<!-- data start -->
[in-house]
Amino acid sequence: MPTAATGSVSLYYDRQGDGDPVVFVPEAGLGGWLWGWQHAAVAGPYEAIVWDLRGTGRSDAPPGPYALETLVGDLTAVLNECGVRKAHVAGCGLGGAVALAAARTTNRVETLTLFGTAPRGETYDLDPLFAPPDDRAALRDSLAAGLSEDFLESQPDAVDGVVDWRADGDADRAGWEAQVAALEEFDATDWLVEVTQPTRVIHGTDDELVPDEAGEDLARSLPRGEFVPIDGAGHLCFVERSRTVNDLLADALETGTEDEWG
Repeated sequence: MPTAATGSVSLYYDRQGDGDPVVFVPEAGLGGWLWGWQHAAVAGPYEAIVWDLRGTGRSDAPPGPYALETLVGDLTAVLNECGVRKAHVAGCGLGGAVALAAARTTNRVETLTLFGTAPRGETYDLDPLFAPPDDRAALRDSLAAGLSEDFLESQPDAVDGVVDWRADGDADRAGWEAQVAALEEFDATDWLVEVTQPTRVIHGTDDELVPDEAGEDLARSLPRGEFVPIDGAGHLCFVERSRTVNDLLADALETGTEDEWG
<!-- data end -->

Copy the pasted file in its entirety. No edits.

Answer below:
[in-house]
Amino acid sequence: MPTAATGSVSLYYDRQGDGDPVVFVPEAGLGGWLWGWQHAAVAGPYEAIVWDLRGTGRSDAPPGPYALETLVGDLTAVLNECGVRKAHVAGCGLGGAVALAAARTTNRVETLTLFGTAPRGETYDLDPLFAPPDDRAALRDSLAAGLSEDFLESQPDAVDGVVDWRADGDADRAGWEAQVAALEEFDATDWLVEVTQPTRVIHGTDDELVPDEAGEDLARSLPRGEFVPIDGAGHLCFVERSRTVNDLLADALETGTEDEWG
Repeated sequence: MPTAATGSVSLYYDRQGDGDPVVFVPEAGLGGWLWGWQHAAVAGPYEAIVWDLRGTGRSDAPPGPYALETLVGDLTAVLNECGVRKAHVAGCGLGGAVALAAARTTNRVETLTLFGTAPRGETYDLDPLFAPPDDRAALRDSLAAGLSEDFLESQPDAVDGVVDWRADGDADRAGWEAQVAALEEFDATDWLVEVTQPTRVIHGTDDELVPDEAGEDLARSLPRGEFVPIDGAGHLCFVERSRTVNDLLADALETGTEDEWG